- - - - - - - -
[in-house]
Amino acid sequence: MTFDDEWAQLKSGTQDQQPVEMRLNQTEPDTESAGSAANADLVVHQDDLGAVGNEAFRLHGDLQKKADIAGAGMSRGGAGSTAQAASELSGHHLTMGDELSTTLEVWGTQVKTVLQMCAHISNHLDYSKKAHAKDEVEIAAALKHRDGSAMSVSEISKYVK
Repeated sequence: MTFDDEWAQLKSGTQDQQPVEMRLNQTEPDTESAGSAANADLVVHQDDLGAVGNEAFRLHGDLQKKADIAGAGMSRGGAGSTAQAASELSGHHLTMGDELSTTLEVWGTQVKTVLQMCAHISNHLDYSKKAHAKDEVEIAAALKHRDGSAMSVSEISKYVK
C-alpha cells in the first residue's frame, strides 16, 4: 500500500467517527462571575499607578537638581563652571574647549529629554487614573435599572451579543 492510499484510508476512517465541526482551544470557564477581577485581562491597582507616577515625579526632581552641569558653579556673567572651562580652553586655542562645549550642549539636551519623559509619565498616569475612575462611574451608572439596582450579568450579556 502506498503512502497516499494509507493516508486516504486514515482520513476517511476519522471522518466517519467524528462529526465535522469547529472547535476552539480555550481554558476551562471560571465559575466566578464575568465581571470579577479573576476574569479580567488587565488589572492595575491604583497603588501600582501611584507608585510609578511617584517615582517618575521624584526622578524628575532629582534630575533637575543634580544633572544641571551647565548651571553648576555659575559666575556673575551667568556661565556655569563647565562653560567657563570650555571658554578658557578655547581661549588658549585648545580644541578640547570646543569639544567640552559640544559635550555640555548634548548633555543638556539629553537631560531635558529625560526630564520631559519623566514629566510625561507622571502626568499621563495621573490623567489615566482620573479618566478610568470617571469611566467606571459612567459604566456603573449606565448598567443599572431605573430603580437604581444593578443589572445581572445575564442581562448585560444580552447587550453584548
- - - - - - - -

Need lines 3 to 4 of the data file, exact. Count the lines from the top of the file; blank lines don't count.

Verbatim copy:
Repeated sequence: MTFDDEWAQLKSGTQDQQPVEMRLNQTEPDTESAGSAANADLVVHQDDLGAVGNEAFRLHGDLQKKADIAGAGMSRGGAGSTAQAASELSGHHLTMGDELSTTLEVWGTQVKTVLQMCAHISNHLDYSKKAHAKDEVEIAAALKHRDGSAMSVSEISKYVK
C-alpha cells in the first residue's frame, strides 16, 4: 500500500467517527462571575499607578537638581563652571574647549529629554487614573435599572451579543 492510499484510508476512517465541526482551544470557564477581577485581562491597582507616577515625579526632581552641569558653579556673567572651562580652553586655542562645549550642549539636551519623559509619565498616569475612575462611574451608572439596582450579568450579556 502506498503512502497516499494509507493516508486516504486514515482520513476517511476519522471522518466517519467524528462529526465535522469547529472547535476552539480555550481554558476551562471560571465559575466566578464575568465581571470579577479573576476574569479580567488587565488589572492595575491604583497603588501600582501611584507608585510609578511617584517615582517618575521624584526622578524628575532629582534630575533637575543634580544633572544641571551647565548651571553648576555659575559666575556673575551667568556661565556655569563647565562653560567657563570650555571658554578658557578655547581661549588658549585648545580644541578640547570646543569639544567640552559640544559635550555640555548634548548633555543638556539629553537631560531635558529625560526630564520631559519623566514629566510625561507622571502626568499621563495621573490623567489615566482620573479618566478610568470617571469611566467606571459612567459604566456603573449606565448598567443599572431605573430603580437604581444593578443589572445581572445575564442581562448585560444580552447587550453584548